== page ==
NEVERLAND - Here Be Monsters!

Sunday, 31 July 2016

Shakespeare Sunday: Less than 2 weeks until the official Shakespeare Vs Cthulhu launch

Two weeks yesterday sees the official launch of Shakespeare Vs Cthulhu at Forbidden Planet in London, on Saturday 13th August at 1.00pm (GMT).
Register your interest in attending now on Facebook.
Register your interest in attending now on Facebook.
We already have a number of authors and artists who have confirmed that they will be attending, including Andrew Lane, Ian Edginton, Adrian Chamberlin, James Lovegrove, Ed Fortune, Malcolm Barter, Tony Hough and Neil Roberts. So keep spreading the word and maybe I'll see you in two weeks' time.
While we're gearing ourselves up for the official Shakespeare Vs Cthulhu launch, behind the scenes we're also busy preparing all the rewards that will be going out to backers, including T-shirts, art prints and the eShort Lovecraft's Labours Lost
But most exciting of all is that we are expecting delivery of the paperback by the end of the week. Once the books have been checked in at the distributors they will then be sent out to backers. Fingers crossed that they arrive on time!
So until next time...

Friday, 29 July 2016

Gamebook Friday: Official Fighting Fantasy Colouring Books - YOU are the Colourist!

Now available from Snowbooks, are the first four Official Fighting Fantasy Colouring Books!

The adult colouring book craze has been gaining momentum over recent months, but you have never seen a set of colouring books like these before.

A4 format, they feature the black and white line art from the FF gamebooks The Warlock of Firetop Mountain, The Forest of Doom, Deathtrap Dungeon and City of Thieves, by the fantasy art legends Russ Nicholson, Malcolm Barter and Iain McCaig. The Warlock of Firetop Mountain also features the cover art of Martin McKenna.

The books are available to buy from here in the UK, and from here in the US.







Sunday, 24 July 2016

Shakespeare Sunday: Shall I compare thee to an Elder Thing?

Last Shakespeare Sunday, I previewed the last of the 15 stories that appear in Shakespeare Vs Cthulhu. But it's not only short stories that are to be found within this rather wonderful cover...

Shakespeare wasn’t only a playwright, he was a poet as well, most famous for his 154 sonnets, and so Shakespeare Vs Cthulhu also features two Lovecraftian-themed sonnets. 
First there's Nimue Brown’s What Dreams May Come, and then there's Danie Ware’s The Green-Ey’d Monster. Both form a fitting tribute to the Bard of Stratford whilst at the same time honouring Lovecraft’s literary legacy.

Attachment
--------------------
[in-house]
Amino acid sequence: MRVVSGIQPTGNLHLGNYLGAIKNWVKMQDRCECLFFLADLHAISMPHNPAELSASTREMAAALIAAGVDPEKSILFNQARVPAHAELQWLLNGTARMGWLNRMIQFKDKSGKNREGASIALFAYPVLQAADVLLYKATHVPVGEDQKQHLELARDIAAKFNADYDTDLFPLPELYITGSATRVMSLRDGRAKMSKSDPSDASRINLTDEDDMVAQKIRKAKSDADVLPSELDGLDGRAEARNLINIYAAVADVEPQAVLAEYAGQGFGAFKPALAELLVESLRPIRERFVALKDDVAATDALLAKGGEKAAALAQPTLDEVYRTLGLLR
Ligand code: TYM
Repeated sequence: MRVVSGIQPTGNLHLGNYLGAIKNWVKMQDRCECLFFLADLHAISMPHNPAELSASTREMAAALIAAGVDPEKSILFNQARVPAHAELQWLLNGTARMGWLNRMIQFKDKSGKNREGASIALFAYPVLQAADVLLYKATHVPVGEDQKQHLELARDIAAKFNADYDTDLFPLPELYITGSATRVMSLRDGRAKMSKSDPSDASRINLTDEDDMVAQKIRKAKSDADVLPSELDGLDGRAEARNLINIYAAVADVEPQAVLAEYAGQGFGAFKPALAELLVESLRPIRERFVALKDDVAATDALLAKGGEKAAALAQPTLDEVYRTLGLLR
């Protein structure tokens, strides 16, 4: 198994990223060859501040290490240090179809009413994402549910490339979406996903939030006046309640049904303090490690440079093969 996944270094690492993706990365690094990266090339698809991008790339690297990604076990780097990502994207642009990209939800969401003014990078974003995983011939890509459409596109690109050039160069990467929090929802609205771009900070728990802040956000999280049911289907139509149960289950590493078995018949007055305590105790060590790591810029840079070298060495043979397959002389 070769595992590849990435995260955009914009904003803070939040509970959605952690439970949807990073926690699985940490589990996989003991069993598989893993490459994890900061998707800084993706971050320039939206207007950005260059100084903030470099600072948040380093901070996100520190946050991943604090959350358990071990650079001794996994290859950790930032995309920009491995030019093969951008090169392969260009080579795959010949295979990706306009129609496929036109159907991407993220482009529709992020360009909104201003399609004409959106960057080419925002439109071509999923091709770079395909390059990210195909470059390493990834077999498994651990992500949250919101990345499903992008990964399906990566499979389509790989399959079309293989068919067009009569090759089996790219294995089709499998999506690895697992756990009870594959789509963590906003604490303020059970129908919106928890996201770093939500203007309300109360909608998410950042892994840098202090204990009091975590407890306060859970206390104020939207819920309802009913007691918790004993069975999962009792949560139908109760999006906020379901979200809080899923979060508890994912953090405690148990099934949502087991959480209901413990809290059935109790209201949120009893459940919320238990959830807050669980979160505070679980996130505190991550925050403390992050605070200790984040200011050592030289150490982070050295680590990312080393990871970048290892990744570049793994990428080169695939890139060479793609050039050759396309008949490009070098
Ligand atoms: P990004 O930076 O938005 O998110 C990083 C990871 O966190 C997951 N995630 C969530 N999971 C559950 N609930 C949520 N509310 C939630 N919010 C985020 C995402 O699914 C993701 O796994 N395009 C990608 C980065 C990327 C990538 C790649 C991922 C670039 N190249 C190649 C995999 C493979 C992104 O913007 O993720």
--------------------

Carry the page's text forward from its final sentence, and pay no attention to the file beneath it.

Don't forget, the official book launch of Shakespeare Vs Cthulhu will be taking place at the Forbidden Planet Megastore in London on Saturday 13th August between 1 and 2pm, and you can register your interest here.

Friday, 22 July 2016

Gamebook Friday: YOU are the Colourist!

Steve Jackson and Ian Livingstone present

Fighting Fantasy Colouring Books


  
Fighting Fantasy gamebooks have sold over 17 million books worldwide, in over 30 languages. YOU were the hero in stories such as Deathtrap DungeonThe Forest of Doom, The Warlock of Firetop Mountain, and City of Thieves, fighting monsters and foes with a pencil, two dice and an eraser. And now –
YOU ARE THE COLOURIST!

Bring your favourite wizards, monsters and fantastic settings to life, colouring the original emotive illustrations by artists Iain McCaigMalcolm Barter and Russ Nicholson.

About the authors

Steve Jackson and Ian Livingstone co-founded iconic games company Games Workshop in 1975, launching Dungeons & Dragons and Warhammer in Europe. They co-authored The Warlock of Firetop Mountain,which was published in 1982, and went on to write over 20 titles in the best-selling Fighting Fantasy gamebook series. Ian became Executive Chairman of Eidos in 1995 where he launched global video games franchises includingLara Croft: Tomb Raider andHitman. Steve became a Director of Lionhead, the award-winning video games studio best known for developing Fable.

About the illustrators

Russ Nicholson is an illustrator of Fantasy, well known for his contribution to the Fighting Fantasy series, including the first such book, The Warlock of Firetop Mountain. He has also produced illustrations for Games Workshop publications, including White Dwarf Magazine, and more recently has worked with Le Grimoire, Scriptarium, and Tin Man Games, amongst others.